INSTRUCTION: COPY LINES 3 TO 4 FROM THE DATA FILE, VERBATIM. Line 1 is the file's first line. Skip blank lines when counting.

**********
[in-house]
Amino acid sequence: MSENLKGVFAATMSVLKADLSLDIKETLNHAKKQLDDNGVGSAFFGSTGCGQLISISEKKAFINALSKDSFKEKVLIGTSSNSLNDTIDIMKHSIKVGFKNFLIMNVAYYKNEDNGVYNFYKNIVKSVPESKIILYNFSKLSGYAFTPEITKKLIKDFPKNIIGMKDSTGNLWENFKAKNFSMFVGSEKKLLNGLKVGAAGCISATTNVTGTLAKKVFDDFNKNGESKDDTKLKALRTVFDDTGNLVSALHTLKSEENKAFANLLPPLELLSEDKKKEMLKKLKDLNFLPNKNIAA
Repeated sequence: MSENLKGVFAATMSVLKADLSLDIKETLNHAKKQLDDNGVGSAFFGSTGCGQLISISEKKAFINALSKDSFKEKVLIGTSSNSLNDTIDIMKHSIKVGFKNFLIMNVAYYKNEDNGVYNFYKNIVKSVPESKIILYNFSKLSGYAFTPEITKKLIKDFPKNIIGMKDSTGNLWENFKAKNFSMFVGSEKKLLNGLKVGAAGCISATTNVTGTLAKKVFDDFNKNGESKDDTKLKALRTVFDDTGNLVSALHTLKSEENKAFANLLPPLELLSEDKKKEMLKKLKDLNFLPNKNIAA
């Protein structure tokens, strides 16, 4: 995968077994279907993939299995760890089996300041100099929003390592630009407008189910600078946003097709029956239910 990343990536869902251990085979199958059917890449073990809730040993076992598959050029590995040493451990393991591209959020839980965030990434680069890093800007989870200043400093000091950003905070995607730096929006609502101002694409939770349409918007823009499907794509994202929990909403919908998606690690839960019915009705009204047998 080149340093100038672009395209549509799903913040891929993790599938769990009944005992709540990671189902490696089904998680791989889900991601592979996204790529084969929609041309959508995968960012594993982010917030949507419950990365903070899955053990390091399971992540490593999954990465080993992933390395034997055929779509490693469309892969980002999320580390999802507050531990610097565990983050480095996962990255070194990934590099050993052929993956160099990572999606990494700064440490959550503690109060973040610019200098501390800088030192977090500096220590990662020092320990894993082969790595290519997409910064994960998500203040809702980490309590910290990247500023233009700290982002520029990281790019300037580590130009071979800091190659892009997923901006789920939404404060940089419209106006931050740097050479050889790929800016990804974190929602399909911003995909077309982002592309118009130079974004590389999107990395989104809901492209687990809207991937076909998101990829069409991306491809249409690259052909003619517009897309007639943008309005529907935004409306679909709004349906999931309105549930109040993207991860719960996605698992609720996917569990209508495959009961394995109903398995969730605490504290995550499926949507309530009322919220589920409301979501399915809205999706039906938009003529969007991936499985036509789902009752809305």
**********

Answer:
Repeated sequence: MSENLKGVFAATMSVLKADLSLDIKETLNHAKKQLDDNGVGSAFFGSTGCGQLISISEKKAFINALSKDSFKEKVLIGTSSNSLNDTIDIMKHSIKVGFKNFLIMNVAYYKNEDNGVYNFYKNIVKSVPESKIILYNFSKLSGYAFTPEITKKLIKDFPKNIIGMKDSTGNLWENFKAKNFSMFVGSEKKLLNGLKVGAAGCISATTNVTGTLAKKVFDDFNKNGESKDDTKLKALRTVFDDTGNLVSALHTLKSEENKAFANLLPPLELLSEDKKKEMLKKLKDLNFLPNKNIAA
């Protein structure tokens, strides 16, 4: 995968077994279907993939299995760890089996300041100099929003390592630009407008189910600078946003097709029956239910 990343990536869902251990085979199958059917890449073990809730040993076992598959050029590995040493451990393991591209959020839980965030990434680069890093800007989870200043400093000091950003905070995607730096929006609502101002694409939770349409918007823009499907794509994202929990909403919908998606690690839960019915009705009204047998 080149340093100038672009395209549509799903913040891929993790599938769990009944005992709540990671189902490696089904998680791989889900991601592979996204790529084969929609041309959508995968960012594993982010917030949507419950990365903070899955053990390091399971992540490593999954990465080993992933390395034997055929779509490693469309892969980002999320580390999802507050531990610097565990983050480095996962990255070194990934590099050993052929993956160099990572999606990494700064440490959550503690109060973040610019200098501390800088030192977090500096220590990662020092320990894993082969790595290519997409910064994960998500203040809702980490309590910290990247500023233009700290982002520029990281790019300037580590130009071979800091190659892009997923901006789920939404404060940089419209106006931050740097050479050889790929800016990804974190929602399909911003995909077309982002592309118009130079974004590389999107990395989104809901492209687990809207991937076909998101990829069409991306491809249409690259052909003619517009897309007639943008309005529907935004409306679909709004349906999931309105549930109040993207991860719960996605698992609720996917569990209508495959009961394995109903398995969730605490504290995550499926949507309530009322919220589920409301979501399915809205999706039906938009003529969007991936499985036509789902009752809305």